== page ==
Stories of Young Urbanists: Meet Erica Belcher

17.07.2021, Nayla Saniour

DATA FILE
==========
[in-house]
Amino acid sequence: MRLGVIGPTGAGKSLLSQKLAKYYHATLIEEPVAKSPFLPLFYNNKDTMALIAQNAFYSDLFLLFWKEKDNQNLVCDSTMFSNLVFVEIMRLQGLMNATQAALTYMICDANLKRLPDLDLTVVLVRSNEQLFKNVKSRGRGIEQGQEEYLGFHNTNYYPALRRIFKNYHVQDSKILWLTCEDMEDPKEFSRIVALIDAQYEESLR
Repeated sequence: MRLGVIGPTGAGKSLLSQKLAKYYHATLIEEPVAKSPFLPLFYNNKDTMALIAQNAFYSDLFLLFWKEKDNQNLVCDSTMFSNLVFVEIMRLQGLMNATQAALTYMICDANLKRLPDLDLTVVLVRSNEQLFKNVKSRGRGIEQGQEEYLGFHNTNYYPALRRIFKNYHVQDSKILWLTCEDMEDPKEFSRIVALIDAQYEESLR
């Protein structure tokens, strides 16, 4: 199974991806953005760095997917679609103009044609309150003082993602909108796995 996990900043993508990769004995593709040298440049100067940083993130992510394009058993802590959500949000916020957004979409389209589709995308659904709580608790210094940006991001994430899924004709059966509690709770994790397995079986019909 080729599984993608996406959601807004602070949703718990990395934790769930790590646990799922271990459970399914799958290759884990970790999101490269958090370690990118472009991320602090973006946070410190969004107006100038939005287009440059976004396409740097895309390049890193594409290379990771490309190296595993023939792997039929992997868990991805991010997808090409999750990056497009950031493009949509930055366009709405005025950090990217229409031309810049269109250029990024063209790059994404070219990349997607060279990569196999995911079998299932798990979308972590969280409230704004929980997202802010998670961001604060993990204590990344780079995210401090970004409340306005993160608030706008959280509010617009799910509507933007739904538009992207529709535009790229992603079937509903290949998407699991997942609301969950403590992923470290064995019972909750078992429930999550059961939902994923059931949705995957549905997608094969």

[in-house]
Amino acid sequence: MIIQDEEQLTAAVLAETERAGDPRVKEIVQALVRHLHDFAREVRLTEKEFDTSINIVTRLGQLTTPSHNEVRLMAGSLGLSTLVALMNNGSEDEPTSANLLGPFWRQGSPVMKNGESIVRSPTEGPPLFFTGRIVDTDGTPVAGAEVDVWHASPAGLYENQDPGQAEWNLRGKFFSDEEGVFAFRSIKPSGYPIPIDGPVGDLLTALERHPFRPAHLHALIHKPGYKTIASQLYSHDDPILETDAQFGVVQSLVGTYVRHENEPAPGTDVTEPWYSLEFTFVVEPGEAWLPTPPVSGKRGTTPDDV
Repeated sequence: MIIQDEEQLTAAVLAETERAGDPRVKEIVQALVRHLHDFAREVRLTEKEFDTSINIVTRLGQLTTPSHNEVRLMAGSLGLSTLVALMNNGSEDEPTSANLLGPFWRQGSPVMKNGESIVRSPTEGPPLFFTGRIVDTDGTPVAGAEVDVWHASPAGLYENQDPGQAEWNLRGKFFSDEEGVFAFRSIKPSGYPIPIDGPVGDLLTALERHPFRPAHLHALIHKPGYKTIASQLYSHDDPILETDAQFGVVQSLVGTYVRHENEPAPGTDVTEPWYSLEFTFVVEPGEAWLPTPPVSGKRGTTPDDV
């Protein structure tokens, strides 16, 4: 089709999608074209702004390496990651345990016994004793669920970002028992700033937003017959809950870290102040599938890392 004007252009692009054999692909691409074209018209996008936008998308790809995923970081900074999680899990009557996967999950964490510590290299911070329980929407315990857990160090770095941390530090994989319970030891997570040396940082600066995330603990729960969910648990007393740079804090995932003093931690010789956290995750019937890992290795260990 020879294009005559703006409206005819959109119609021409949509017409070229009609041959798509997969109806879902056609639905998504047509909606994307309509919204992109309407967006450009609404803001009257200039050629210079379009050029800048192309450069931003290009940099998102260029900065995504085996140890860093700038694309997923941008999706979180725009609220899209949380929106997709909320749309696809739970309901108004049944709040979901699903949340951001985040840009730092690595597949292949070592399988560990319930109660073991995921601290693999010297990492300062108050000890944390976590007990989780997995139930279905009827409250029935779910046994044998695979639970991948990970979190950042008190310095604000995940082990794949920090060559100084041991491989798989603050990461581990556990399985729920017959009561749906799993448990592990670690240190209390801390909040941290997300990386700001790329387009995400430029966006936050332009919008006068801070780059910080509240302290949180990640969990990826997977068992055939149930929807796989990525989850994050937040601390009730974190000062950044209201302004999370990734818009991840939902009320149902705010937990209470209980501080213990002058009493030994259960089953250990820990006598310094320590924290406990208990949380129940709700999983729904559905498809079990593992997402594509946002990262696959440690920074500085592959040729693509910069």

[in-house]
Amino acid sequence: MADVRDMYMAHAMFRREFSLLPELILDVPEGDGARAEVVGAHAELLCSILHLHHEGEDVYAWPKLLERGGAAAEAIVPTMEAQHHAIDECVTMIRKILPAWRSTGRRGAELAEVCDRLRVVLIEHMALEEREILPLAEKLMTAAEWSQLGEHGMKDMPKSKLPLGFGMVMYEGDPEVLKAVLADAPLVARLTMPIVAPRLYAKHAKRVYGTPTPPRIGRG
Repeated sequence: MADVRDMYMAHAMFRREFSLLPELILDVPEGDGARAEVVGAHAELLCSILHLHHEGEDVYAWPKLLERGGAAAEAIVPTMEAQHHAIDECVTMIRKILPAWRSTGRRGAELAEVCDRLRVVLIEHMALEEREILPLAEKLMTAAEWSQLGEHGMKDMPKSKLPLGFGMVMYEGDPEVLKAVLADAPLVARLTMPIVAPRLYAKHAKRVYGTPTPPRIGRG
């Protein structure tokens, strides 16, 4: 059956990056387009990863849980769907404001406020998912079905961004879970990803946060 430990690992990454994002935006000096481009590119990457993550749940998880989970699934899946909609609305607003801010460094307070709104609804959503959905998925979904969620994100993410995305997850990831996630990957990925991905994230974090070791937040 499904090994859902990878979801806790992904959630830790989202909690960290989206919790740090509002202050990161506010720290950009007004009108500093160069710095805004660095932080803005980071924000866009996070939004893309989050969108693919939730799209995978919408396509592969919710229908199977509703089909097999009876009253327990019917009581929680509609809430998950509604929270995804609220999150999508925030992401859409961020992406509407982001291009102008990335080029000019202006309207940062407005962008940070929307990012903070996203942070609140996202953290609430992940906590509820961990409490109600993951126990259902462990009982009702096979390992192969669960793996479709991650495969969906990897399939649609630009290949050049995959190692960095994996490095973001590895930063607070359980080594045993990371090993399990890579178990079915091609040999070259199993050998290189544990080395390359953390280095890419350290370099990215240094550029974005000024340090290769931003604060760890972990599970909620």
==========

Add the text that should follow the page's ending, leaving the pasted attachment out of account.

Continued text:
Erica Belcher studied arts and culture in Maastricht, Netherlands, before moving to the UK for her master’s degree at the London School of Economics. She then worked as a policy researcher in think tanks, immersing herself in the world of local governance where she became progressively interested in urbanism. Her next step as policy data analyst brings her to work on UK national issues of data science and statistics. # UNDERGRADUATE EXPERIENCE IN MAASTRICHT My academic background is focused on the field of politics, with my [bachelor’s studies in arts and culture]( at [Maastricht University](, Netherlands. The choice of Maastricht for my undergraduate degree came organically: I come from Brighton, UK, and my family had connections in the Netherlands, where I spent some time growing up. I wanted to live abroad and it seemed like a good starting point. Maastricht is a lovely place, very safe and familiar with a lot of students, where you can knock on someone’s door down the road to check if they are home. It is the kind of place where you can experiment with ideas and get a lot of support: we could easily create incubation spaces and undertake projects locally. But after three years there I was ready for something more challenging. # GRADUATE EXPERIENCE IN LONDON Straight after finishing my bachelor’s degree at Maastricht University, I moved to London for my [master’s degree]( at the [London School of Economics (LSE)]( There, I suddenly faced a huge city with all its busyness, diversity, multiculturalism, and chaos. I had only been to London as a tourist and the experience of living there was extremely different. Meeting everyone at LSE made me realize that up until then, I had only really had European friends. In London, I met so many people from around the world, such as the Middle East and Africa. This gave me a great perspective on different cultures and I really enjoyed the genuine interest people showed each other. {{Pic1: Photo by Zeineb Ben Yahmed}} # THE UNCERTAINTY OF FUTURE STEPS I started my master’s degree with the desire to stay in academia, not knowing exactly what career path I wanted to take. Everyone else seemed to have a focused ambition and were diligently planning their future steps. At first I found that intense and it took me some time to develop the confidence to say I did not know what I was going to do after LSE. I did not have a graduate position lined up, nor did I want to work in politics or in Parliament. I felt that I did not really fit into a mold. At that time in university, I initially did not give much thought to networking. I first thought I would be buried in a classroom or a library, living a relatively solitary university experience with a small group of friends. But it did not go as expected: at LSE, everyone was so friendly and wanted to know about your ideas, what you wanted to do with your life. There were so many campaigns and activities, as most people were only there for a short but intense master’s year. It took me some time to notice that it was the friends that I had made through social activities who were my strongest network and my closest confidants. We often think that networking happens in more formal settings, but for me it was happening organically, with friends in parks, and at dinner parties. # WORKING AT THINK TANKS As I was living in London, I grew interested in applying my knowledge in politics to local governance. There is a broad range of think tanks of all sizes in London. A lot of them focus on issues like local growth, which has become an increasingly important topic for the UK government. For a few months I took an internship at [New Local]( (formerly New Local Government Network), which provides support for local governments, helping them innovate in a context of change. There, I found that local governance was a niche in politics that I enjoyed working in. From there, I went on to work as researcher at [Center for London](, one of the only think tanks focused exclusively on London issues. The projects there reflected the diversity you find in most cities,with topics such as transport, housing, public space, employment, and the economy. With every project, I got the chance to become a part of a sector I was not familiar with, starting as an “outsider” and progressively getting to understand the topic in depth. This experience really sharpened my teeth in urban policy and grounded my interest in urbanism, as the built environment had a central place in the projects that I worked on. {{Pic2: Photo by Centre for London}} # RESEARCH TAKES DIFFERENT FORMS During my studies I had initially assumed that if I wanted to stay in research, it would be in academia. I was not aware of the huge amount of research taking place in settings like think tanks or local government bodies. Entering the professional world made me realize that there are actually different ways of doing this. Research in most think tanks is not done with the same rigorous peer review processes as in academic research; it places more emphasis on communication and presenting findings in a way that can be read by the general public, not only people who are academically trained and minded. # COMMUNICATION IS KEY IN POLICY RESEARCH Communication is essential throughout any policy research project. First, we conducted introductory meetings or simple coffee chats with field experts on the topics we were researching to ask them for initial guidance. Then, as the research progressed, we collaborated through external consultation on the methodology and findings. Finally, when the project came to fruition, we essentially focused on translating the results into presentations and reports that people would be able to understand, and policy makers would find compelling enough to enact. Also, to have a real impact, we need to build close relationships with policymakers in the city to stand out amongst the [plethora of think tanks that exist in the UK]( We needed to show why it was valuable for them to listen to our findings and advice. {{Pic3: Photo by Climate Strategies}} # FUNDING RESEARCH MEANS GOING WITH THE TIDE Ideally, researchers should be able to tackle any issue they’re interested in, or want to find solutions to. But research needs funding, which has its ebbs and flows. It can be frustrating at times when people would not see the importance of a certain topic that we wanted to address, which meant we would not be able to carry out that research. And here is where the importance of communication comes back in, to raise awareness and convince funders of the value of conducting a specific research project. Think tanks can be funded in different ways: some actively fundraise with core teams, while others work on a bid and tender model per project. Center for London, for example, is a relatively young think tank without any core funding. This means we had to actively think about who would fund which projects. As a charity all the research produced was made publicly available online under a Creative Commons license. From its foundation there was always an imperative placed on making sure that the knowledge generated was for the public good of London, and aimed at tackling London’s biggest challenges. # LIVING IN AND WORKING FOR LONDON As I was both living in London and working for the city, I developed an intimate relationship with it. I would feel passionate about the topics that I was researching since, in some respects, I was living and breathing them too. I would see the parallels of our research with my personal life and the lives of others, as young graduates paying very high rent, lots of money for transportation, not being able to save up and not having a prospect of ever buying a house in the city due to the soaring prices. This played out particularly sharply during the Covid-19 pandemic. Like so many other cities, London drastically changed, and with this came changes both in my daily life and at work, with shifts in the topics we dealt with. One interesting outcome of the pandemic was that I saw my friends become “urbanists”: suddenly everyone was noticing the flaws in the city and were frustrated by them. They started to see the city as something they could actually shape. People became aware of and engaged in issues that were previously the exclusive focus of urbanists by trade. For example, those who wanted to cycle instead of taking public transportation were advocating for London to have better cycling infrastructure, and residents across the city were demanding more and better quality public spaces. {{Pic4: Photo courtesy of Erica Belcher}} # THE IMPORTANCE OF SHARING YOUR IDEAS After three years in think tanks my next step is in an exciting, new direction. I am taking a role as policy data analyst at the [Royal Statistical Society]( in London, where I will be working on national issues of Covid-19, artificial intelligence, government use of statistics and data ethics and privacy. I’ll also be enrolled in a degree apprenticeship in data science with the [Ada College for Digital Skills]( where I’ll learn new skills like Python, data visualization and statistics for data analysis. For this new role, I was actually contacted by a friend who knew my interests quite well, because I tend to talk to people about them. Early in my career, I felt that I needed to follow instructions and work for someone else. But then I realized that people were interested in my ideas as well, and that I could share them and contribute my own unique style and opinion to my work. I believe that sharing your ideas helps to establish a network that really understands you and that you are able to be yourself within.